LW | That was always the plan and we were going to take it a little slower if we had had more episodes. We were going to kind of move him along but I think it worked really nicely to have it be an epiphany in that moment. I just loved the idea of this kid changing his life so profoundly not just as a father, but as a person.

THR | One of the biggest surprises in the finale was that Bay and Emmett ended up not getting back together. How did you come to that decision?

LW | Bay and Emmett had true love, but it was first love and they went through a lot together as you do when you’re young. Maybe it’s just timing, maybe things would be different if she had met Emmett at 21 instead of Travis, but they couldn’t shake all of the things that they’d been through. And secondly, the intention of the second-to-last episode, where Bay pushes Travis to tell his mother the truth about what happened was purely intended to really show that this couple is the real thing. They can weather these kinds of storms as adults, that’s an adult relationship right there. Emmett was this lovely, romantic, who would do these big romantic things for her but Travis and she are going through hard stuff and getting through it.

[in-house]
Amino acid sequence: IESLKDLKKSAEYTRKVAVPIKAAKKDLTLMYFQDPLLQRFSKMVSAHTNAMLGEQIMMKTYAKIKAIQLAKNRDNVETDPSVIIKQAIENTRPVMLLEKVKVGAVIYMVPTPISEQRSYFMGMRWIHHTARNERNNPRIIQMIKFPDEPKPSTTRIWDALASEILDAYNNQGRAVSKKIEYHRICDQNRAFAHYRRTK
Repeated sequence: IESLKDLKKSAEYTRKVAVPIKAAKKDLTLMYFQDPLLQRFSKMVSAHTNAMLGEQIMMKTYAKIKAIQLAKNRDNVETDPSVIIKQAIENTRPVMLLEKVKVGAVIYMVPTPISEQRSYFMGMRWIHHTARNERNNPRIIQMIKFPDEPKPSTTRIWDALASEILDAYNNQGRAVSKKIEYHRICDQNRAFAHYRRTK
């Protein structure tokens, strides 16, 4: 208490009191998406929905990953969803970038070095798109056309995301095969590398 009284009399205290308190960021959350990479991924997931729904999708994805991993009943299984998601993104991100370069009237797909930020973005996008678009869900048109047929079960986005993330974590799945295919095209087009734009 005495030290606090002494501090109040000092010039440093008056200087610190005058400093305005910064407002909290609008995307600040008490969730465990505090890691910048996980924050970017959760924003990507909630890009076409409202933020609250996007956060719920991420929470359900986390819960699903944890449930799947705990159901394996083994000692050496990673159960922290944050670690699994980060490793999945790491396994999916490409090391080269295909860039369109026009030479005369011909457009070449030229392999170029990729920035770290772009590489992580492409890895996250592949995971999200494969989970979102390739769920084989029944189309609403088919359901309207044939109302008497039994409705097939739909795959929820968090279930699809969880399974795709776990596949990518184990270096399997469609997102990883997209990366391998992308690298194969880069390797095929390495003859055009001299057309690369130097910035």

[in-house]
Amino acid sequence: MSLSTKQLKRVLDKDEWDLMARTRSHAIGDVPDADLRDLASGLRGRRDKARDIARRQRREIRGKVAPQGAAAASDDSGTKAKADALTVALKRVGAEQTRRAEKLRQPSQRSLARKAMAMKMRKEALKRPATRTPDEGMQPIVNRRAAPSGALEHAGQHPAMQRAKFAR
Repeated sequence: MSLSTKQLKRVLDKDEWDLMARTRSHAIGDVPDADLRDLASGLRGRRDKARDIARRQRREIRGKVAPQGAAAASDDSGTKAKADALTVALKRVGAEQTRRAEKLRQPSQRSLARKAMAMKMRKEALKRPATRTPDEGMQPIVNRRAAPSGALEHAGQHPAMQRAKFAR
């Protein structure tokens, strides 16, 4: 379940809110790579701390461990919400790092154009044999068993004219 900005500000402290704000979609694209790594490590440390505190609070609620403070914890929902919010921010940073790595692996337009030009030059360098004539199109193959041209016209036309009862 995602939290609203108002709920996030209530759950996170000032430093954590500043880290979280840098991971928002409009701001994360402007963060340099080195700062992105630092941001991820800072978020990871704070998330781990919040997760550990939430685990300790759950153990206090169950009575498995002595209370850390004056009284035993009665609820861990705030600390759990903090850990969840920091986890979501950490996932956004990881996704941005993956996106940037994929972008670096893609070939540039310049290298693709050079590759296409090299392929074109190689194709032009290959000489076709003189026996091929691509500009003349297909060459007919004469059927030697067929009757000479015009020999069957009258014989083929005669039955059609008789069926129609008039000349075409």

The intention of the montage was really to honor Bay and Emmett for everyone, for me, not just for the fans. I love Bay and Emmett, they were a huge part of the series and it was a nod to anyone who’s ever had a very intense first love that they thought they would end up with forever but they don’t. When you see that person, it’s incredibly powerful, and this is someone who helped define who you are as a human being for the rest of your life but you go your separate ways. I teared up working on that montage; to me it really takes you back to all of those moments with Bay and Emmett. I’m quite sure that there are diehard 'Bemmett’ fans who will never forgive me and will always feel like it was a mistake but this is how Bay and Emmett and Travis evolved over the course of all the things that happened.

THR | Can you pinpoint a specific moment in the show where you shifted from having bay end up with Emmett to believing she should end up with Travis?

LW | Just following the truth of the characters and the baggage and just some realities of doing the show with Emmett being in LA and we had to throw Emmett into a bit of a tailspin and it would have been hard to get them back together. I do think there is a jerking around of the fans and the triangle that at some point has to stop. As a fan of my own shows, I don’t like that either. You have to know when to let go of the triangle and to make a choice. I think fans get tired of that.

Someone else asked me if you had gotten 10 more episodes, do you think you would have gotten Bay and Emmett back together, and I don’t think so. This felt right for where the characters ended up. The truth of the story is the past five seasons ended with Bay not being able to go back, she wanted to go forward. Which isn’t to say that Emmett isn’t a huge part of who she is. That will be a controversy I’m sure, but there’s also a lot of diehard Bay and Travis fans. You’re never going to win with everyone and we were quite aware of that.